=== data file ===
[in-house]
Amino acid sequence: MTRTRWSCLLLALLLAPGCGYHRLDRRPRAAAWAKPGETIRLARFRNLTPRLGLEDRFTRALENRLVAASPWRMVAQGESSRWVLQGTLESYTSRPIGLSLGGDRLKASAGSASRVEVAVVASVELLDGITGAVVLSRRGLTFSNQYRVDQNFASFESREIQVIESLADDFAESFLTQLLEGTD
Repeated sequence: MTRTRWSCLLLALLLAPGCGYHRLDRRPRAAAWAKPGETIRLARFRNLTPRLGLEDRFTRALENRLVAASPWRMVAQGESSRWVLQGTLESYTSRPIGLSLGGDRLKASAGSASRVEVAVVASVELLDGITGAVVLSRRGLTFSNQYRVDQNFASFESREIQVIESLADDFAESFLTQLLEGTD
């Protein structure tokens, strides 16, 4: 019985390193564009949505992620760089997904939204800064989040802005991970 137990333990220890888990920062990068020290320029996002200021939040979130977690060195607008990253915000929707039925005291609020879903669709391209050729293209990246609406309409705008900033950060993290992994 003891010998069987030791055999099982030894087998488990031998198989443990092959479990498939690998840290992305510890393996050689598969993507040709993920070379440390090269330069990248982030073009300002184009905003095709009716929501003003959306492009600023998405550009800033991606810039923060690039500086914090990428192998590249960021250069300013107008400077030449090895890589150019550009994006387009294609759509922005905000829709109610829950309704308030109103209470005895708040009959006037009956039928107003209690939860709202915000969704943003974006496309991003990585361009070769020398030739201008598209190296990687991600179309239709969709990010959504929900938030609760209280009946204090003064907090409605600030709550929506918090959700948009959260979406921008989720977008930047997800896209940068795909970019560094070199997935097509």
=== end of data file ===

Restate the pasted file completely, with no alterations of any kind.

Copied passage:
[in-house]
Amino acid sequence: MTRTRWSCLLLALLLAPGCGYHRLDRRPRAAAWAKPGETIRLARFRNLTPRLGLEDRFTRALENRLVAASPWRMVAQGESSRWVLQGTLESYTSRPIGLSLGGDRLKASAGSASRVEVAVVASVELLDGITGAVVLSRRGLTFSNQYRVDQNFASFESREIQVIESLADDFAESFLTQLLEGTD
Repeated sequence: MTRTRWSCLLLALLLAPGCGYHRLDRRPRAAAWAKPGETIRLARFRNLTPRLGLEDRFTRALENRLVAASPWRMVAQGESSRWVLQGTLESYTSRPIGLSLGGDRLKASAGSASRVEVAVVASVELLDGITGAVVLSRRGLTFSNQYRVDQNFASFESREIQVIESLADDFAESFLTQLLEGTD
């Protein structure tokens, strides 16, 4: 019985390193564009949505992620760089997904939204800064989040802005991970 137990333990220890888990920062990068020290320029996002200021939040979130977690060195607008990253915000929707039925005291609020879903669709391209050729293209990246609406309409705008900033950060993290992994 003891010998069987030791055999099982030894087998488990031998198989443990092959479990498939690998840290992305510890393996050689598969993507040709993920070379440390090269330069990248982030073009300002184009905003095709009716929501003003959306492009600023998405550009800033991606810039923060690039500086914090990428192998590249960021250069300013107008400077030449090895890589150019550009994006387009294609759509922005905000829709109610829950309704308030109103209470005895708040009959006037009956039928107003209690939860709202915000969704943003974006496309991003990585361009070769020398030739201008598209190296990687991600179309239709969709990010959504929900938030609760209280009946204090003064907090409605600030709550929506918090959700948009959260979406921008989720977008930047997800896209940068795909970019560094070199997935097509």